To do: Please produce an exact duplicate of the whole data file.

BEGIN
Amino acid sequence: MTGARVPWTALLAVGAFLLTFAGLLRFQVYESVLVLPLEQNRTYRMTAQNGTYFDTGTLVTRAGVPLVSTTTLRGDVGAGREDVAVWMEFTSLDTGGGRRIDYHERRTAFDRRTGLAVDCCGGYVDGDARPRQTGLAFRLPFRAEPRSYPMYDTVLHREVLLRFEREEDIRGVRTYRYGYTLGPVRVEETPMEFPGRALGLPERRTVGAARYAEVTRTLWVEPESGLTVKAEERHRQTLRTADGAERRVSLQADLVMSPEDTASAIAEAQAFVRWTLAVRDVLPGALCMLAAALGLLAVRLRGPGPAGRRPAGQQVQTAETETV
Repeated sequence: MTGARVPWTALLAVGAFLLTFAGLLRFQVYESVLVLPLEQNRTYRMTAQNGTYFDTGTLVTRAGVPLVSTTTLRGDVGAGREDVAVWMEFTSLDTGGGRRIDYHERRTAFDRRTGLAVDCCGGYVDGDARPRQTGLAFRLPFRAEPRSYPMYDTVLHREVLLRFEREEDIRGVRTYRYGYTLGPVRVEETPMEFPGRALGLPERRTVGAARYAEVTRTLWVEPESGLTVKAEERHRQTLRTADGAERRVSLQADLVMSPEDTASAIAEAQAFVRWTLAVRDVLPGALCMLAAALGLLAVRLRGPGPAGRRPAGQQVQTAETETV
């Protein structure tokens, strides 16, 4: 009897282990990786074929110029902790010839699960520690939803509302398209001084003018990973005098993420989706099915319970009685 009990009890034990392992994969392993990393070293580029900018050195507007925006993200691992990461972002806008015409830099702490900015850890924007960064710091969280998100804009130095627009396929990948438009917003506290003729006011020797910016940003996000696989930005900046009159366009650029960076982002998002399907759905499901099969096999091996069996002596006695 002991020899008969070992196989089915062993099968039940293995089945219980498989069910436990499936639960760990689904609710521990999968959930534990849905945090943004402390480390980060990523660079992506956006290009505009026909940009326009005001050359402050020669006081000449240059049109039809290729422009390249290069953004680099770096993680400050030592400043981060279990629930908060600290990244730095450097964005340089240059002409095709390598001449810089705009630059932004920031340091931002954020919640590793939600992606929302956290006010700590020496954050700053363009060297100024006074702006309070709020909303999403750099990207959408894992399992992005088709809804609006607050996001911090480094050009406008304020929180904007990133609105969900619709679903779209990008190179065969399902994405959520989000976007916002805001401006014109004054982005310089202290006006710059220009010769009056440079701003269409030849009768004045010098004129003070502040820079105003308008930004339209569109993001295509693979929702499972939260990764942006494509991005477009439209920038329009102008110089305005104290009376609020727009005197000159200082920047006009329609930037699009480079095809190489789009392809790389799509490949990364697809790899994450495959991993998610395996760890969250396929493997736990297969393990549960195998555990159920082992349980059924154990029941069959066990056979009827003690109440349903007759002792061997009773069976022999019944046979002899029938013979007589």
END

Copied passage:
Amino acid sequence: MTGARVPWTALLAVGAFLLTFAGLLRFQVYESVLVLPLEQNRTYRMTAQNGTYFDTGTLVTRAGVPLVSTTTLRGDVGAGREDVAVWMEFTSLDTGGGRRIDYHERRTAFDRRTGLAVDCCGGYVDGDARPRQTGLAFRLPFRAEPRSYPMYDTVLHREVLLRFEREEDIRGVRTYRYGYTLGPVRVEETPMEFPGRALGLPERRTVGAARYAEVTRTLWVEPESGLTVKAEERHRQTLRTADGAERRVSLQADLVMSPEDTASAIAEAQAFVRWTLAVRDVLPGALCMLAAALGLLAVRLRGPGPAGRRPAGQQVQTAETETV
Repeated sequence: MTGARVPWTALLAVGAFLLTFAGLLRFQVYESVLVLPLEQNRTYRMTAQNGTYFDTGTLVTRAGVPLVSTTTLRGDVGAGREDVAVWMEFTSLDTGGGRRIDYHERRTAFDRRTGLAVDCCGGYVDGDARPRQTGLAFRLPFRAEPRSYPMYDTVLHREVLLRFEREEDIRGVRTYRYGYTLGPVRVEETPMEFPGRALGLPERRTVGAARYAEVTRTLWVEPESGLTVKAEERHRQTLRTADGAERRVSLQADLVMSPEDTASAIAEAQAFVRWTLAVRDVLPGALCMLAAALGLLAVRLRGPGPAGRRPAGQQVQTAETETV
């Protein structure tokens, strides 16, 4: 009897282990990786074929110029902790010839699960520690939803509302398209001084003018990973005098993420989706099915319970009685 009990009890034990392992994969392993990393070293580029900018050195507007925006993200691992990461972002806008015409830099702490900015850890924007960064710091969280998100804009130095627009396929990948438009917003506290003729006011020797910016940003996000696989930005900046009159366009650029960076982002998002399907759905499901099969096999091996069996002596006695 002991020899008969070992196989089915062993099968039940293995089945219980498989069910436990499936639960760990689904609710521990999968959930534990849905945090943004402390480390980060990523660079992506956006290009505009026909940009326009005001050359402050020669006081000449240059049109039809290729422009390249290069953004680099770096993680400050030592400043981060279990629930908060600290990244730095450097964005340089240059002409095709390598001449810089705009630059932004920031340091931002954020919640590793939600992606929302956290006010700590020496954050700053363009060297100024006074702006309070709020909303999403750099990207959408894992399992992005088709809804609006607050996001911090480094050009406008304020929180904007990133609105969900619709679903779209990008190179065969399902994405959520989000976007916002805001401006014109004054982005310089202290006006710059220009010769009056440079701003269409030849009768004045010098004129003070502040820079105003308008930004339209569109993001295509693979929702499972939260990764942006494509991005477009439209920038329009102008110089305005104290009376609020727009005197000159200082920047006009329609930037699009480079095809190489789009392809790389799509490949990364697809790899994450495959991993998610395996760890969250396929493997736990297969393990549960195998555990159920082992349980059924154990029941069959066990056979009827003690109440349903007759002792061997009773069976022999019944046979002899029938013979007589």